Know your NEM: All aboard the Finkel clean energy train

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The highlights of the Clean Energy Summit, the 1200MW wind and solar plan for Windlab, and energy futures in a holding pattern.

Figure 1 Some of the QLD projects proceeding. Source: Ergon
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News of the week

CEC Summit was once again sold out with over 600 delegates.

There was a clearly upbeat theme, only to be expected as renewable energy is booming, and politicians of all shades are clearly taking electricity and clean electricity seriously.

There seemed strong support from attendees for Finkel (the amount of support was surprising in my opinion) and although the majority of presentations dealt with in front of the meter issues my own personal, off the cuff, unrepresentative survey of about 30 smart people in a one room, suggested that most thought behind the grid electricity would be relatively more competitive.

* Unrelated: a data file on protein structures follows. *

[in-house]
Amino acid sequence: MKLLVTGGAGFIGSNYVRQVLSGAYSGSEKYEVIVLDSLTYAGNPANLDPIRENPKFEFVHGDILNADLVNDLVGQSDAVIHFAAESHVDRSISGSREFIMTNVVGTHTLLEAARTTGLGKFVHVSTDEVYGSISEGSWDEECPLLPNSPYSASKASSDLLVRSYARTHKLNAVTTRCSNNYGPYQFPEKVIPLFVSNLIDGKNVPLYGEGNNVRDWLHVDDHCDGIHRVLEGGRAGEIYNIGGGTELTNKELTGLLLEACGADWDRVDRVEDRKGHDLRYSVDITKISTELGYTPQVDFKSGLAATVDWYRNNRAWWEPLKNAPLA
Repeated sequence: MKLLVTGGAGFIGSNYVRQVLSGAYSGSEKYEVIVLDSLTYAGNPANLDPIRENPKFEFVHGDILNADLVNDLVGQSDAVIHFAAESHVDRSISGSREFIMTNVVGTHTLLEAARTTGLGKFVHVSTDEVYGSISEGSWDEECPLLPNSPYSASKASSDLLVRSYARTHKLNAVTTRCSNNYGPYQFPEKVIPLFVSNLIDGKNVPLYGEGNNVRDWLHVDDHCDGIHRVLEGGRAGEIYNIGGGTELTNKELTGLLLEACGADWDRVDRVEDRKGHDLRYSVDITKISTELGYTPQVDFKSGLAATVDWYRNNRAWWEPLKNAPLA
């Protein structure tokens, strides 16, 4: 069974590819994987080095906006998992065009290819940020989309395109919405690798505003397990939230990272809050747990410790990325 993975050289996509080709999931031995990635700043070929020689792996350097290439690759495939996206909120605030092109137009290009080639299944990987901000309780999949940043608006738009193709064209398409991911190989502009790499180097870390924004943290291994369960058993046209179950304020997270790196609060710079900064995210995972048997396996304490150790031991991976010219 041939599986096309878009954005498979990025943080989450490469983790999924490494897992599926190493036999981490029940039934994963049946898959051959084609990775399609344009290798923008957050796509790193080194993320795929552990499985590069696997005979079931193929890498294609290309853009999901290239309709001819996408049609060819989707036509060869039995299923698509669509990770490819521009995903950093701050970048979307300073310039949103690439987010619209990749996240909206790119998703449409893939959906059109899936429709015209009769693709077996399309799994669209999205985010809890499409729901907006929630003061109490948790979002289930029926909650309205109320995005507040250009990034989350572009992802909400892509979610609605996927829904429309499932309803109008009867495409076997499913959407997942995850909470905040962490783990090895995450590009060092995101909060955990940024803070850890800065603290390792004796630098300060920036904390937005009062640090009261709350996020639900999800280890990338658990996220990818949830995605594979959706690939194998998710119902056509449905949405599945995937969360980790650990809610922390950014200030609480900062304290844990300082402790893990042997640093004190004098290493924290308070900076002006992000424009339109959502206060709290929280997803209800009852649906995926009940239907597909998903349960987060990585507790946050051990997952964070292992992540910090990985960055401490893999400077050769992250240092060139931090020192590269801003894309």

In other words, it would be relatively cheaper compared to grid delivered electricity than it is today.

That said battery prices have been sticky in the year to date.

Transgrid, with new owners and a new CEO, is clearly thinking hard and arguably embracing more in front of the meter renewable energy for NSW.

Why wouldn’t they?

There’s lots of transmission investment in it. And as we have pointed out transmission isn’t that important in customer bills.

It’s a big conference with several streams going at once, so hard to get across all the bits and pieces, but things to catch this analyst eye included:

Windlab’s Kennedy Energy Park. Stage 2 of this park would have 1200 MW of wind & PV at a capital cost over $2 billion.

The interesting point is that Windlab expects the combined capacity factor of putting wind and PV together to be over 65 per cent.

We note that the AFR is reporting that Windlab is looking at an IPO (public listing). No doubt that might help a bit with the equity needed for a $2 bn project.

Windlab states Kennedy stage 2 would result in a 10 per cent reduction in Qld’s Community Service Obligation [CSO].

The CSO is over $500 million per year in QLD so this is a potentially significant saving although still only 2.5 per cent of the project capital cost.

However, the bigger point is that the project can’t/won’t proceed until there is some certainty around around the transmission build out of the $350 m Powering North Queensland Plan.

At the moment, as Energy Queensland separately stated, that plan is little more than a line on a map right now.